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Time course of the response to ACTH in pig: biological and transcriptomic study.

TitleTime course of the response to ACTH in pig: biological and transcriptomic study.
Publication TypeJournal Article
Year of Publication2015
AuthorsSautron, V, Terenina, E, Gress, L, Lippi, Y, Billon, Y, Larzul, C, Liaubet, L, Villa-Vialaneix, N, Mormède, P
JournalBMC Genomics
Volume16
Issue1
Pagination961
Date Published2015
ISSN1471-2164
Abstract

BACKGROUND: HPA axis plays a major role in physiological homeostasis. It is also involved in stress and adaptive response to the environment. In farm animals in general and specifically in pigs, breeding strategies have highly favored production traits such as lean growth rate, feed efficiency and prolificacy at the cost of robustness. On the hypothesis that the HPA axis could contribute to the trade-off between robustness and production traits, we have designed this experiment to explore individual variation in the biological response to the main stress hormone, cortisol, in pigs. We used ACTH injections to trigger production of cortisol in 120 juvenile Large White (LW) pigs from 28 litters and the kinetics of the response was measured with biological variables and whole blood gene expression at 4 time points. A multilevel statistical analysis was used to take into account the longitudinal aspect of the data.RESULTS: Cortisol level reached its peak 1 h after ACTH injection. White blood cell composition was modified with a decrease of lymphocytes and monocytes and an increase of granulocytes (F D R<0.05). Basal level of cortisol was correlated with birth and weaning weights. Microarray analysis identified 65 unique genes of which expression responded to the injection of ACTH (adjusted P<0.05). These genes were classified into 4 clusters with distinctive kinetics in response to ACTH injection. The first cluster identified genes strongly correlated to cortisol and previously reported as being regulated by glucocorticoids. In particular, DDIT4, DUSP1, FKBP5, IL7R, NFKBIA, PER1, RGS2 and RHOB were shown to be connected to each other by the glucocorticoid receptor NR3C1. Most of the differentially expressed genes that encode transcription factors have not been described yet as being important in transcription networks involved in stress response. Their co-expression may mean co-regulation and they could thus provide new patterns of biomarkers of the individual sensitivity to cortisol.CONCLUSIONS: We identified 65 genes as biological markers of HPA axis activation at the gene expression level. These genes might be candidates for a better understanding of the molecular mechanisms of the stress response.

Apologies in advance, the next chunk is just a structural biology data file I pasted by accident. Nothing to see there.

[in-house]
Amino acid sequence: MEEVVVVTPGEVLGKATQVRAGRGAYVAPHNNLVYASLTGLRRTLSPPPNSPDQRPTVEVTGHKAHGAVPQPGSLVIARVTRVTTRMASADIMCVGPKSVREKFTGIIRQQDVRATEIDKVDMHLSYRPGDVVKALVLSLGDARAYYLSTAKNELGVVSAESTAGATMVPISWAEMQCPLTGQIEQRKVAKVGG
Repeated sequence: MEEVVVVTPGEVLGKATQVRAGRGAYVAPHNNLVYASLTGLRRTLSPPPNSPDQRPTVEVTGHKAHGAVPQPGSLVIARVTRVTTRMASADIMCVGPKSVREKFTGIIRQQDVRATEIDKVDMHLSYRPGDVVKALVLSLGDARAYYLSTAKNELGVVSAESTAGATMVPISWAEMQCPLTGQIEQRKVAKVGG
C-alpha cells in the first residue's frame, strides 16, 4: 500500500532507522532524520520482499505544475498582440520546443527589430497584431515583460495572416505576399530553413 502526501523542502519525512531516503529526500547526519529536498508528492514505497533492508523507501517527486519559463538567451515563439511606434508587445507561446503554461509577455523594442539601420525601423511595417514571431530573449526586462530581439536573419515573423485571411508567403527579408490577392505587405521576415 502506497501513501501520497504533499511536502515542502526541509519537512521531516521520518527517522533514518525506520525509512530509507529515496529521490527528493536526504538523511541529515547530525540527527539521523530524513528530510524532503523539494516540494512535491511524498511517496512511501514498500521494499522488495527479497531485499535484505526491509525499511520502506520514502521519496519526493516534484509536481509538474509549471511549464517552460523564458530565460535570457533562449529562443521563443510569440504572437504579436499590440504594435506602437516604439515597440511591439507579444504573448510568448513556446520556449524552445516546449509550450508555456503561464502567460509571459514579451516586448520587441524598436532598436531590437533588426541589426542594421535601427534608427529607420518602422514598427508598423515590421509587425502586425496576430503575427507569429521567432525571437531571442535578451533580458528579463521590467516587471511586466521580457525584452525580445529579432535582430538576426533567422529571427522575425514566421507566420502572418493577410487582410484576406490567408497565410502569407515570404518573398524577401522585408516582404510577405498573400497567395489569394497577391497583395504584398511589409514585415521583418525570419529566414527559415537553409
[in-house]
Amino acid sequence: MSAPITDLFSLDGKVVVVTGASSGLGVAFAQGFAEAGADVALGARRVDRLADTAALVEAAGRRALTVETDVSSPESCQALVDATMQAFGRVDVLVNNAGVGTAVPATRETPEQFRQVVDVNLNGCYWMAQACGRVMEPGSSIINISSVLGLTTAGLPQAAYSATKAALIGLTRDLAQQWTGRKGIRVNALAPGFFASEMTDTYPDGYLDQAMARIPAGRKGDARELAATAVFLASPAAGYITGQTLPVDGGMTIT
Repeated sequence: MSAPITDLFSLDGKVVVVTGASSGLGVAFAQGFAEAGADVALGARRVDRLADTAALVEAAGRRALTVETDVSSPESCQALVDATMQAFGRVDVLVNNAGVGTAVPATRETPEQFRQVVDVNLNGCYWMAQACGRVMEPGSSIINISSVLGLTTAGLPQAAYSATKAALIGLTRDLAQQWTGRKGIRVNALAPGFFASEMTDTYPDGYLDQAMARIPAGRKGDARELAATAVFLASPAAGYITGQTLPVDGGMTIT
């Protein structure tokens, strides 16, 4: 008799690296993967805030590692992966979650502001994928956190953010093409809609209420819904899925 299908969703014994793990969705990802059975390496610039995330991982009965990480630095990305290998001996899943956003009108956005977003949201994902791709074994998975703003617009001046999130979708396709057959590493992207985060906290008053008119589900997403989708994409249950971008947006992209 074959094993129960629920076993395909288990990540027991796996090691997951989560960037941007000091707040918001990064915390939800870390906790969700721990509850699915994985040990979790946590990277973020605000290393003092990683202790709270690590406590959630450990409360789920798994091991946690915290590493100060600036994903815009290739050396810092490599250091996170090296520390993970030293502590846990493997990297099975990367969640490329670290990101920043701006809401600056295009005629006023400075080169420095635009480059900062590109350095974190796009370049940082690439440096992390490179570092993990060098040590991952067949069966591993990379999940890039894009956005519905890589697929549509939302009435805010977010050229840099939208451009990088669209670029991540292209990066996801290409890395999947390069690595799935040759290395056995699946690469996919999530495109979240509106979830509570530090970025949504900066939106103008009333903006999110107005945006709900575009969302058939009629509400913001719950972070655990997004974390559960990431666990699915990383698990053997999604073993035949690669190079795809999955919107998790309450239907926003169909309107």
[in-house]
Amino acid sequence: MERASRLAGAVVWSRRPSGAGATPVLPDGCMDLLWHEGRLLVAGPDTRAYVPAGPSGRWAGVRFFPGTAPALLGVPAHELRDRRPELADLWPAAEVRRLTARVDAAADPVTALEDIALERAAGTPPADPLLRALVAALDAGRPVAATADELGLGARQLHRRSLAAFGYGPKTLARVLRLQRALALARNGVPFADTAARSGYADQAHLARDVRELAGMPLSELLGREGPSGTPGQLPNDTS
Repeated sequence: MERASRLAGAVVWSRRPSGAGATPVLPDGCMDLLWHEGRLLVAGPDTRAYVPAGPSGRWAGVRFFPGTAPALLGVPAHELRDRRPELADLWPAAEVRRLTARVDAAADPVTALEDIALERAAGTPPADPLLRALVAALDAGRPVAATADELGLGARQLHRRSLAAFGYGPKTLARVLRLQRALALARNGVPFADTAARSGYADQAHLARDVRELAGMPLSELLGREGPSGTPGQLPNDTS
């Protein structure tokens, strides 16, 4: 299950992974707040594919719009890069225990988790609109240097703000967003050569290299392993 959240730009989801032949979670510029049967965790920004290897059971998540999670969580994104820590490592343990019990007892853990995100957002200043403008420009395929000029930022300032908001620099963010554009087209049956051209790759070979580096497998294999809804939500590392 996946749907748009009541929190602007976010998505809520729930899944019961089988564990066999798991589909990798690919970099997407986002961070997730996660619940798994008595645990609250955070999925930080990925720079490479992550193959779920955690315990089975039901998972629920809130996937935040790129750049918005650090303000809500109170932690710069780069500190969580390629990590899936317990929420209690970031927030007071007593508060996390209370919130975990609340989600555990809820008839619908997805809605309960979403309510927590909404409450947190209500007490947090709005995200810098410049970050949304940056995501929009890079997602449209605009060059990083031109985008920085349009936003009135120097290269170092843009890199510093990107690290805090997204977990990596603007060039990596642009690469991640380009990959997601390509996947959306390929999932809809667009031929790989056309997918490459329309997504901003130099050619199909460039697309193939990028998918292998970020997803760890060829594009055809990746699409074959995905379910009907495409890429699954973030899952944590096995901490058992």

DOI10.1186/s12864-015-2118-8
Alternate JournalBMC Genomics
PubMed ID26578410
PubMed Central IDPMC4650497